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I'd like to do the following:

  • shell out to another executable from Python, using subprocess.check_call
  • catch the stderr of the child process, if there is any
  • add the stderr output to the CalledProcessError exception output from the parent process.

In theory this is simple. The check_call function signature contains a kwarg for stderr:

subprocess.check_call(args, *, stdin=None, stdout=None, stderr=None, shell=False)

However, immediately below that the documentation contains the following warning:

Note: Do not use stdout=PIPE or stderr=PIPE with this function. As the pipes are not being read in the current process, the child process may block if it generates enough output to a pipe to fill up the OS pipe buffer.

The problem is that pretty much every example I can find for getting stderr from the child process mentions using subprocess.PIPE to capture that output.

How can you capture stderr from the child process without using subprocess.PIPE?

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Use subprocess.Popen instead. –  sberry Dec 30 '12 at 8:04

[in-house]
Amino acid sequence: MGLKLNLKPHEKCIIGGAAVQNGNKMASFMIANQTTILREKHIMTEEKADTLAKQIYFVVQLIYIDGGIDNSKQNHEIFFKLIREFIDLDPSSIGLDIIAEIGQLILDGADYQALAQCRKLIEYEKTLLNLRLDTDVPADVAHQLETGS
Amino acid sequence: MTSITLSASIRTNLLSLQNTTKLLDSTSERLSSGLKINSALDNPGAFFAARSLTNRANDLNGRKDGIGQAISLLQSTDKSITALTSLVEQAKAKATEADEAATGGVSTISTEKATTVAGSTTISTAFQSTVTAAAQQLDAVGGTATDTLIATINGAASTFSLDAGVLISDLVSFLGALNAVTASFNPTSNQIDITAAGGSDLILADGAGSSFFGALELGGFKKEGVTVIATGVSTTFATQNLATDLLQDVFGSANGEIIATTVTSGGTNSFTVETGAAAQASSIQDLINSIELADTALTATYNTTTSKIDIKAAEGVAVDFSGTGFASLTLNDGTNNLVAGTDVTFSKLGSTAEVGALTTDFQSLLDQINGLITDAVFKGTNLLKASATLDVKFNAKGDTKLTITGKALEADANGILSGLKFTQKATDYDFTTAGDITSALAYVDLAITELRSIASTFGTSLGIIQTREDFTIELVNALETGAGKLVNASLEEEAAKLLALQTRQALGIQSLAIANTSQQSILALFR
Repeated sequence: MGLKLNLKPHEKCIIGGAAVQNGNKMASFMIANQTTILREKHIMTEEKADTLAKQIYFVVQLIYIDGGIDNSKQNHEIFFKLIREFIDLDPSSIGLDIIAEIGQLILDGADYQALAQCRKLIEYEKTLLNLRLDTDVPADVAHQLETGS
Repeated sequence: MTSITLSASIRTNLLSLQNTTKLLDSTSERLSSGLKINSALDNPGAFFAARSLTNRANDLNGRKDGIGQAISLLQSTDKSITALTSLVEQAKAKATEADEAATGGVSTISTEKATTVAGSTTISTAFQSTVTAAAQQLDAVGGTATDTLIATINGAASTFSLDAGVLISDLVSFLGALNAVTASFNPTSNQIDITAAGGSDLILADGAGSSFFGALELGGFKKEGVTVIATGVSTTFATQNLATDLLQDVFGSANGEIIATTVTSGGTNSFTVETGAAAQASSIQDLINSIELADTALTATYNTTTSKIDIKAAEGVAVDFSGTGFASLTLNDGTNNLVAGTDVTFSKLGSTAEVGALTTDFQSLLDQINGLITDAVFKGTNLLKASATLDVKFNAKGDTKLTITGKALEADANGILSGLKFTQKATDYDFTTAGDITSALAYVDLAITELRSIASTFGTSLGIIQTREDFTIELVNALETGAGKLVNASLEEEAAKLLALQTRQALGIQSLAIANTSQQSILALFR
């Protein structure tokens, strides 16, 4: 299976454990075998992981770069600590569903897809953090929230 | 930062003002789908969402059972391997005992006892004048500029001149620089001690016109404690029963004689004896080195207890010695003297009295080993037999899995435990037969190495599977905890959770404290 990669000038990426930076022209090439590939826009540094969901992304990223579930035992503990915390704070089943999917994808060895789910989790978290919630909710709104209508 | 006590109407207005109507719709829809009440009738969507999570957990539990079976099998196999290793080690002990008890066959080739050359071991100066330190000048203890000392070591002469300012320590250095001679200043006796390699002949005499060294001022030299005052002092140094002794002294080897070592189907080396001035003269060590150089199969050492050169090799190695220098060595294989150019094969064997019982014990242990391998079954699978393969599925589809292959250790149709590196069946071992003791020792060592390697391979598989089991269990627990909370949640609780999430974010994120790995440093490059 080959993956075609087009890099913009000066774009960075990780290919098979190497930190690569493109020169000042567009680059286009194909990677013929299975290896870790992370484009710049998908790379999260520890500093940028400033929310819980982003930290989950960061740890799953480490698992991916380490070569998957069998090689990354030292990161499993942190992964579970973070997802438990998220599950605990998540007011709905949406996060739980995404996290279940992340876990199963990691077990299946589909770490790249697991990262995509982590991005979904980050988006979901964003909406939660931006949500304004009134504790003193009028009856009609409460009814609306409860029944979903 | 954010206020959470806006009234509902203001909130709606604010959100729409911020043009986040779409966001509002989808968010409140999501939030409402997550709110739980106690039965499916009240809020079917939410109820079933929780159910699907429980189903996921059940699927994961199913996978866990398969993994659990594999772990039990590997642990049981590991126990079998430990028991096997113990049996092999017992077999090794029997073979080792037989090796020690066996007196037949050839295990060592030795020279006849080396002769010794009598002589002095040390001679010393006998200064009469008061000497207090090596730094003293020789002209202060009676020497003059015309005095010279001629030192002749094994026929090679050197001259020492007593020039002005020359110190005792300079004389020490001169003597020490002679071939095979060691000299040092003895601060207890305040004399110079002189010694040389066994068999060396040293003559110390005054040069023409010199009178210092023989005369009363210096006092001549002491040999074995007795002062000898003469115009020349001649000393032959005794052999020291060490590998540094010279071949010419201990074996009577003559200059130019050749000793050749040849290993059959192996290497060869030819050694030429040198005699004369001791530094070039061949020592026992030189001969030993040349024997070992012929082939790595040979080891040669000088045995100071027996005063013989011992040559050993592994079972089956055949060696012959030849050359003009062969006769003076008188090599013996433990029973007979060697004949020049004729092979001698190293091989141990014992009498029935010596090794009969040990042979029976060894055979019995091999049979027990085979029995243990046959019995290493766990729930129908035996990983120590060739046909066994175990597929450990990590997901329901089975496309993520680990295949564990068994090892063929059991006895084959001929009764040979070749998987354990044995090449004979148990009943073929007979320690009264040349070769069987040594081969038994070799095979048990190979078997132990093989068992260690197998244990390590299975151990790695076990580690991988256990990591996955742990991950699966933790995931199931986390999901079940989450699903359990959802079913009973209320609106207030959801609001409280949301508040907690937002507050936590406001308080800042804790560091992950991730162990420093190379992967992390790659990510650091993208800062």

1 Answer 1

stdout and stderr can be assigned to almost anything that can receive data like a file-handle. you can even supply an open file_handle for writing to stdout and stderr:

file_handle = open('some_file', 'w')

subprocess.check_call(args, *, stdin=None, stdout=file_handle, stderr=file_handle, shell=False)

now every line of output goes to same file, or you could have a different file for each.

stdin also reads like a filehandle, using the next() to read each line as an input command to be sent on in addition to the initial args.

its a very robust function.

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Is there a way to capture stdout/err into a variable so I can log it? –  Randy Apr 4 '14 at 20:57

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